Attorneys for Sen. Edward W. Brooke (R-Mass) deliberately stalled on handing oversome critical papers and allowed the alteration of others before they were given to the Senate Ethics Committee, the panel's former special counsel testified yesterday.

Over vehement objections from Brooke, whose finances are under investigation by the Ethics Committee and who is locked in a tight reelection race, Richard J. Wertheimer outlined his charges in a 54-page statement he summarized before a special hearing called by the committee at Brooke's request.

In addition to charging deliberate delay and "obliterations" in Brooke's financial records, Wertheimer told committee members yesterday:

That records obtained by the committee showed Brooke to have gotten $38,000 in loans from a Canadian businessman that were not reported on his Senate financial disclosure statements as required by law.

Changes in records turned over to the Ethics Committee's investigators altered the source of the money, Wertheimer said.

That Brooke swore falsely in June during a hearing in Massachusetts on his contested divorce that he concocted a story in 1977 about $49,000 he obtained. Wertheimer said documents held back by Brooke's lawyers show Brooke actually was using the phony story as far back as 1975 in his financial statements. Brooke has publicly s!apologized for the story, calling it a "misstatement."

That Brooke made false statements earlier this year to the press and Massachusetts regarding public-assistance Medicaid payments to his mother-in-law. Brooke said he did not know of the payments until they were reported in the press this year. However, Wertheimer said documents in Brooke's file going back to 1972 showed the existence of the payments and suggested Brooke's knowledge of them. The panel's former counsel said Brooke's attorneys at first denied that the documents existed.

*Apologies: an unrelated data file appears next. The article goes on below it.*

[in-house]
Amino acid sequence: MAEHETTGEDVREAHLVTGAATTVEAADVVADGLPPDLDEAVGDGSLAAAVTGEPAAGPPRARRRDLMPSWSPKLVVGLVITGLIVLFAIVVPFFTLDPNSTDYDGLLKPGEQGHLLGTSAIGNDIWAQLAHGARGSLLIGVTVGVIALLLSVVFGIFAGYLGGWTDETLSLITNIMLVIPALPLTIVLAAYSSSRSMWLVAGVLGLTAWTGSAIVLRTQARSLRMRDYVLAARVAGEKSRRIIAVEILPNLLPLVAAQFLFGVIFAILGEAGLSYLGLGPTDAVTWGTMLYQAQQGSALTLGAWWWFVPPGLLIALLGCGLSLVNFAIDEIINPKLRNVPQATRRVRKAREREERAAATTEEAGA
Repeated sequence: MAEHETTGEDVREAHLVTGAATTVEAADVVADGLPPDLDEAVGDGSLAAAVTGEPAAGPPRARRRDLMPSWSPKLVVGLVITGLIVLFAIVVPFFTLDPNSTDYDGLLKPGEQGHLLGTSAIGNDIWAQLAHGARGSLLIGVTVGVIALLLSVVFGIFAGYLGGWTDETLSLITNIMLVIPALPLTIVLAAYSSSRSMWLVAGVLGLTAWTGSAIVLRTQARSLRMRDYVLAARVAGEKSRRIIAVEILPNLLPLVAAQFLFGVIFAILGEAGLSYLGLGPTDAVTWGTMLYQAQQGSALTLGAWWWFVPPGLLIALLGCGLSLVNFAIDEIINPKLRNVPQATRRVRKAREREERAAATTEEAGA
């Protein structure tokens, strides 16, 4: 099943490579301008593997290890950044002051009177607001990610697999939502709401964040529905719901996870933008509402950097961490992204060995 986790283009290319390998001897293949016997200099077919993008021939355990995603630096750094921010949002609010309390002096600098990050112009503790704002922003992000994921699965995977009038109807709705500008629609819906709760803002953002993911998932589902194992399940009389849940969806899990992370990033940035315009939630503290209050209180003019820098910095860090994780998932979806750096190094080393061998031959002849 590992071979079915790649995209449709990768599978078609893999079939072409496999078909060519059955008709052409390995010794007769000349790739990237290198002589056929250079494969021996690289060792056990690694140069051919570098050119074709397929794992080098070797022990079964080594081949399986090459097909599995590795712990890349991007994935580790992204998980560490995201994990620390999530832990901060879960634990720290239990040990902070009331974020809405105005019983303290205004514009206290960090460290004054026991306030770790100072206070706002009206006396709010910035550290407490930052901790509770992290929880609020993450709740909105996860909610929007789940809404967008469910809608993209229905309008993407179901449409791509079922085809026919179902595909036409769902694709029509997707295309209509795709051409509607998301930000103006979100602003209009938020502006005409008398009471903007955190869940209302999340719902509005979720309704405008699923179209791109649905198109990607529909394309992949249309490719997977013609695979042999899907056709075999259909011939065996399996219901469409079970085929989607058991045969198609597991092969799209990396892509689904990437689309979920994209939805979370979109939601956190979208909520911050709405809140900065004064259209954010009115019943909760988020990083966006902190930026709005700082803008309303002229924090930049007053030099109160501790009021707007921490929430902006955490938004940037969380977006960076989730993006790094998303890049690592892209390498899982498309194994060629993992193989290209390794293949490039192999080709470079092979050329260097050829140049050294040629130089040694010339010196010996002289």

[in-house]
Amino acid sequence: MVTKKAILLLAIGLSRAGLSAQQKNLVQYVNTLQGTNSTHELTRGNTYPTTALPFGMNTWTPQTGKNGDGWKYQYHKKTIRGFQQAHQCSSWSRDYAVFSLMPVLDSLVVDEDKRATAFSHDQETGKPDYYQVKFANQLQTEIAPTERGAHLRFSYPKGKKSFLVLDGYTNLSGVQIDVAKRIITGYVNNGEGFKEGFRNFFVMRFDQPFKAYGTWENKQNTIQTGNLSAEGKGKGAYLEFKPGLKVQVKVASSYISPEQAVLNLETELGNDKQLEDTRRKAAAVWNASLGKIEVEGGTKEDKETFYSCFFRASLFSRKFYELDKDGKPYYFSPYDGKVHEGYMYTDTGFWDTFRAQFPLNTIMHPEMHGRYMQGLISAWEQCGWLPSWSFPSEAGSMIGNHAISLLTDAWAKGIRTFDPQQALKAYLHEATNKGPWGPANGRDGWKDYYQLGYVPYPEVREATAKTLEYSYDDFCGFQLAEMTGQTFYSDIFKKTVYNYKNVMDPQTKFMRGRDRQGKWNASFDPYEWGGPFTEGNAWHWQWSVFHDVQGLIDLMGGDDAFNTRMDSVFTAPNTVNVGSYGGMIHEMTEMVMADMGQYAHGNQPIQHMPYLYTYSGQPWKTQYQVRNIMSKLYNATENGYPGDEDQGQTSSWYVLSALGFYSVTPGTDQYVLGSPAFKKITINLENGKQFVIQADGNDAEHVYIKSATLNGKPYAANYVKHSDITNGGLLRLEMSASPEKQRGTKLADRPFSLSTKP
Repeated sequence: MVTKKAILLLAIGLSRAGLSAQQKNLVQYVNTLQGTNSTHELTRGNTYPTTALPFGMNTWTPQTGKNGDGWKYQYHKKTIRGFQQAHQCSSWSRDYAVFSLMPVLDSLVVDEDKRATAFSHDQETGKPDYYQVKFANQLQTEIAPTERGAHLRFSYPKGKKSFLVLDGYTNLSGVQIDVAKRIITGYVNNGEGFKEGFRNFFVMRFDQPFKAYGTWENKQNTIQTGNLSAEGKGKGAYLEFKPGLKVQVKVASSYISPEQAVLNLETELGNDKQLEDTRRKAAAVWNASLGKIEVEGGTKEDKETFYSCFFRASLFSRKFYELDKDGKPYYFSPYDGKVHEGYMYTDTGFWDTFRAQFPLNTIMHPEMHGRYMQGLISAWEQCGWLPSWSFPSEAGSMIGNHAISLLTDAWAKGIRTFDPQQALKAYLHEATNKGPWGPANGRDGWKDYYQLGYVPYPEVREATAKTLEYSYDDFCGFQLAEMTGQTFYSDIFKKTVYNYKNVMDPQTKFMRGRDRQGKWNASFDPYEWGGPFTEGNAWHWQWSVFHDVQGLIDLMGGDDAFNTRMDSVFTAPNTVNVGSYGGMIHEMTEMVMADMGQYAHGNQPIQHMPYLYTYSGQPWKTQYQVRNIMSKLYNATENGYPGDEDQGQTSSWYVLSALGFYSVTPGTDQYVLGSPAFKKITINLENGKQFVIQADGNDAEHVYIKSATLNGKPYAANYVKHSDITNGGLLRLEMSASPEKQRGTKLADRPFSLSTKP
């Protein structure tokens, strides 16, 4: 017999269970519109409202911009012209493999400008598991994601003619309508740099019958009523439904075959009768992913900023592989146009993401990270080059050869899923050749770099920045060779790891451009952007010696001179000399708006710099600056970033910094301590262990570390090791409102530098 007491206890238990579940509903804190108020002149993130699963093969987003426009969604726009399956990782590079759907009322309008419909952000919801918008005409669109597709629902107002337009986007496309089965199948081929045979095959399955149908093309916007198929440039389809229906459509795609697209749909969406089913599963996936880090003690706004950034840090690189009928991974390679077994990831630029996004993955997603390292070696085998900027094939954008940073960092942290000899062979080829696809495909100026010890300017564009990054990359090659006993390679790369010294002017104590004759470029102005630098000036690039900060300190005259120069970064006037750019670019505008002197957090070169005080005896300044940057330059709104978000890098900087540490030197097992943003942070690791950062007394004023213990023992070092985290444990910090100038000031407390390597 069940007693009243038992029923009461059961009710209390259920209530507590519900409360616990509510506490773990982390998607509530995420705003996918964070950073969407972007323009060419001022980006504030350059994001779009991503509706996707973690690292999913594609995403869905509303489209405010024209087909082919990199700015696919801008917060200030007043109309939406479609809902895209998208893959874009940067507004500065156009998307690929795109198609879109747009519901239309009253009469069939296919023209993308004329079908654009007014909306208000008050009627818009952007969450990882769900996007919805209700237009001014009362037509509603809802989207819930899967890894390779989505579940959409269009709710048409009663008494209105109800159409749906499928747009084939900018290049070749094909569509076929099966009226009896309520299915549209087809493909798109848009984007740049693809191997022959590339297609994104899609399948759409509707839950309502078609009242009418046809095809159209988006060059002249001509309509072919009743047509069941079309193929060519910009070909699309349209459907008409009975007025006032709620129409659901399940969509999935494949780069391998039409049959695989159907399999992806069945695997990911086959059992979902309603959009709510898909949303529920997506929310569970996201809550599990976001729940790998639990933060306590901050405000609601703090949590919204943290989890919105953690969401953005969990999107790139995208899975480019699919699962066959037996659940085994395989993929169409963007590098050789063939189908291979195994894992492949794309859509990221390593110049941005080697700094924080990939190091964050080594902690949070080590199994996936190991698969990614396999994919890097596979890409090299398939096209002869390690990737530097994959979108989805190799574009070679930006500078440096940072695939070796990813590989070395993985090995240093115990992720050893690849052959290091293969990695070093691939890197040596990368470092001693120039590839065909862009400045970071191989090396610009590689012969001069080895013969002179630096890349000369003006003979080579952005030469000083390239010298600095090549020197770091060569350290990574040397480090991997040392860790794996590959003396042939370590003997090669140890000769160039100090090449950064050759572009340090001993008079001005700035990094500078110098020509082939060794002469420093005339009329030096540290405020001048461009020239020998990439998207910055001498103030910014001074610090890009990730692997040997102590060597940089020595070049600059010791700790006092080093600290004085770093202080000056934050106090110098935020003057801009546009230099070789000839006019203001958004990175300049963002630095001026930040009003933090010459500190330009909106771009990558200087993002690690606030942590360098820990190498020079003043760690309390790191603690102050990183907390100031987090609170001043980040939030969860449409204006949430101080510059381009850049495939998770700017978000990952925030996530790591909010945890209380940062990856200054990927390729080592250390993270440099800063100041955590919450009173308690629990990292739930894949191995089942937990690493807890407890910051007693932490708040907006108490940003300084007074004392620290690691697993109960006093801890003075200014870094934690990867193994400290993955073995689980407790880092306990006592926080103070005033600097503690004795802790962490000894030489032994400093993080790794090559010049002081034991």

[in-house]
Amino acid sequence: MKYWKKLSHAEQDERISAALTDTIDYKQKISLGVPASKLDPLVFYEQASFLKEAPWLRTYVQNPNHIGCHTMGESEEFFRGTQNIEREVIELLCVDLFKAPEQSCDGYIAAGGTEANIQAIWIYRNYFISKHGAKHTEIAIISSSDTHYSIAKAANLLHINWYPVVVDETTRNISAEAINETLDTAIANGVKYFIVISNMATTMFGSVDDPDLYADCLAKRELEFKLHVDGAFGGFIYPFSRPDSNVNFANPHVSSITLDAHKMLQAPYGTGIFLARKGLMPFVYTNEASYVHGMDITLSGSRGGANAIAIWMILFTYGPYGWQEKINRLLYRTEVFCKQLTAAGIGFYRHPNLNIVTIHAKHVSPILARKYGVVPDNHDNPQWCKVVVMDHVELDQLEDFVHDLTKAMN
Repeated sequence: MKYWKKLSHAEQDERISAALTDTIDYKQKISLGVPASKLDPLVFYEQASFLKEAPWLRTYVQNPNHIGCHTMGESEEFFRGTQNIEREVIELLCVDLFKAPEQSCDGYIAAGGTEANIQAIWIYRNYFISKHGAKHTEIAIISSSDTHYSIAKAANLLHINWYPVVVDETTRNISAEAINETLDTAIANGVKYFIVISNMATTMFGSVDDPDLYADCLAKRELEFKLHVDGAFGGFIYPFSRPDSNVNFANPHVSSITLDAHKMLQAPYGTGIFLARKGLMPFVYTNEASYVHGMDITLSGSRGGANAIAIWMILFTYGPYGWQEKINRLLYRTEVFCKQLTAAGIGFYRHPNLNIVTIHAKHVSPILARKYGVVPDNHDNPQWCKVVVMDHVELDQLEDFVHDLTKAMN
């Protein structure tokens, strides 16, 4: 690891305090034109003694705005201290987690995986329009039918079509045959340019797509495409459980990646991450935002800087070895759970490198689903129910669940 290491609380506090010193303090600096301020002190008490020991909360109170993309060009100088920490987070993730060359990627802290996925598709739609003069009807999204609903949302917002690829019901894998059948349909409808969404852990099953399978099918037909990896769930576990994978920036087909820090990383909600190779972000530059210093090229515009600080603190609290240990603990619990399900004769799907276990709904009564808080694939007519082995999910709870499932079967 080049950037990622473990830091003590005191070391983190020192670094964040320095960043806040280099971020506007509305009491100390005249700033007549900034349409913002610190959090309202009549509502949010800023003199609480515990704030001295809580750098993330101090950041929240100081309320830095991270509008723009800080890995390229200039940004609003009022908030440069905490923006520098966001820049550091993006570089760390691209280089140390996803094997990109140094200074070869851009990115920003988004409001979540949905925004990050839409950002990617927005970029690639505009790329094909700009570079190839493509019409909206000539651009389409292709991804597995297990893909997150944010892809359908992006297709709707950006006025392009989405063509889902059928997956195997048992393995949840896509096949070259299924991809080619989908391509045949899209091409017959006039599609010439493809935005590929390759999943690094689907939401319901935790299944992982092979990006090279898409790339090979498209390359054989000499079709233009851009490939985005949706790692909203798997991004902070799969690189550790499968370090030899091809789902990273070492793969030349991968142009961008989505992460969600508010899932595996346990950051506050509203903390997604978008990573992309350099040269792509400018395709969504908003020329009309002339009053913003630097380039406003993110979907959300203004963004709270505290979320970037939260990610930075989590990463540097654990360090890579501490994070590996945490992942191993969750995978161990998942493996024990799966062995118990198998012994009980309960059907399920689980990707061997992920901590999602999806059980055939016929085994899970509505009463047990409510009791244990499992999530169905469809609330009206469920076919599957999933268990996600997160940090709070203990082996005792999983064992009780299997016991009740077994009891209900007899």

That Brooke hid his full ownership of a land investmentcompany in St. Martin in the French West Indies since the company was formed in 1969. His interest in the company - called Remwin - was not reported on his Senate financial reports until this year when his Senate finance report - and his sworn financial statement filed in his divorce - showed a 39 percent stock ownership in the company. However, Wertheimer said Brooke's bank records show 100 percent ownership of Remqin and that the senator's attorneys failed to produce documents in the files about Brooke's stock in the company.

Wertheimer's statement is the most complete report thus far of the nearly four months of investigation the Senate committee has been conducting into Brooke's financial affairs.

Brooke opened yesterday's hearing with a strong denial tha he or his attorneys had hindered the ethics panel's investigation or altered any documents turned over.

Obviously caught by surprise and upset when a committee staff member began distributing Wertheimer's lengthy statement to the press, Brooke jumped to his feet to object.

"I just can't believe this is happening in this country, much less this committee," the 12-year Senate veteran told the hearing.

Brooke, who helped draw up the legislation creating the Ethics Committee, told its chairman, Sen. Adlai E. Stevenson (D-III), "I'd rather be before a grand jury or a court of law. My rights would be protected. I have no rights here."

Stevenson, obviously irritated by the vehemence of objections from Brooke and his attorneys, noted that Wertheimer's allegations did not deal directly with Brooke but did accuse his attorneys of withholding and altering evidence in the investigation.

Calling the hearing "a most regrettable experience," Stevenson noted that Brooke requested the session after Wertheimer resigned from the Ethics Committee staff Oct. 12, charging that Brooke's attorneys had held back and altered evidence required by investigators.

Stevenson acknowledged, however, that release of the Wertheimer statement to the press yesterday could have been a mistake. He allowed the hearing to continue today in order to give Brooke and Wertheimer a chance to make additional statements.

The committee voted in June to conduct what is formally called an "initial review." It is now looking into allegations of financial wrongdoing by Brooke and Sen. Herman E. Tanmadge (D-Ga). Stevenson said yesterday he hoped that the evidence concerning Brooke would "convince the public that our 'initial reviews' are unremitting and uncompromising."